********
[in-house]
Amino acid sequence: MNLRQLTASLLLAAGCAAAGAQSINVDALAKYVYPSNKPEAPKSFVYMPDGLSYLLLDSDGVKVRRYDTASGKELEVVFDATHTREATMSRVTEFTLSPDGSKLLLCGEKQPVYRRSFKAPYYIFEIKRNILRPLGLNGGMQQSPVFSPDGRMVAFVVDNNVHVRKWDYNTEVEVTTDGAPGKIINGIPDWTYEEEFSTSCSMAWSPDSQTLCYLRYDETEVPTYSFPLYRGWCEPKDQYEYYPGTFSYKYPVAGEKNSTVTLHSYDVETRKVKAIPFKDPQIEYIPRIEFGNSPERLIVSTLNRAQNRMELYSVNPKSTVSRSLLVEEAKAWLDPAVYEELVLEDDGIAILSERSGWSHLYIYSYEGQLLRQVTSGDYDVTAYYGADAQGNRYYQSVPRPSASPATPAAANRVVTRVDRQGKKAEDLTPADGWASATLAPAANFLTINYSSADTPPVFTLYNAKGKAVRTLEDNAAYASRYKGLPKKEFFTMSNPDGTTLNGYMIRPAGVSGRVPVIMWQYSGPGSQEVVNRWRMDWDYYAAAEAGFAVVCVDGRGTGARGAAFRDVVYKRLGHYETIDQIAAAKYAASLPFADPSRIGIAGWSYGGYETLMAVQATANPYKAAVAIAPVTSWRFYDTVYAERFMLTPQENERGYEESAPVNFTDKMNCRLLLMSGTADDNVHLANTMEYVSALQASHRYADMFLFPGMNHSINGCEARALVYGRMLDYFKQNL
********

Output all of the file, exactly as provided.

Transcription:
[in-house]
Amino acid sequence: MNLRQLTASLLLAAGCAAAGAQSINVDALAKYVYPSNKPEAPKSFVYMPDGLSYLLLDSDGVKVRRYDTASGKELEVVFDATHTREATMSRVTEFTLSPDGSKLLLCGEKQPVYRRSFKAPYYIFEIKRNILRPLGLNGGMQQSPVFSPDGRMVAFVVDNNVHVRKWDYNTEVEVTTDGAPGKIINGIPDWTYEEEFSTSCSMAWSPDSQTLCYLRYDETEVPTYSFPLYRGWCEPKDQYEYYPGTFSYKYPVAGEKNSTVTLHSYDVETRKVKAIPFKDPQIEYIPRIEFGNSPERLIVSTLNRAQNRMELYSVNPKSTVSRSLLVEEAKAWLDPAVYEELVLEDDGIAILSERSGWSHLYIYSYEGQLLRQVTSGDYDVTAYYGADAQGNRYYQSVPRPSASPATPAAANRVVTRVDRQGKKAEDLTPADGWASATLAPAANFLTINYSSADTPPVFTLYNAKGKAVRTLEDNAAYASRYKGLPKKEFFTMSNPDGTTLNGYMIRPAGVSGRVPVIMWQYSGPGSQEVVNRWRMDWDYYAAAEAGFAVVCVDGRGTGARGAAFRDVVYKRLGHYETIDQIAAAKYAASLPFADPSRIGIAGWSYGGYETLMAVQATANPYKAAVAIAPVTSWRFYDTVYAERFMLTPQENERGYEESAPVNFTDKMNCRLLLMSGTADDNVHLANTMEYVSALQASHRYADMFLFPGMNHSINGCEARALVYGRMLDYFKQNL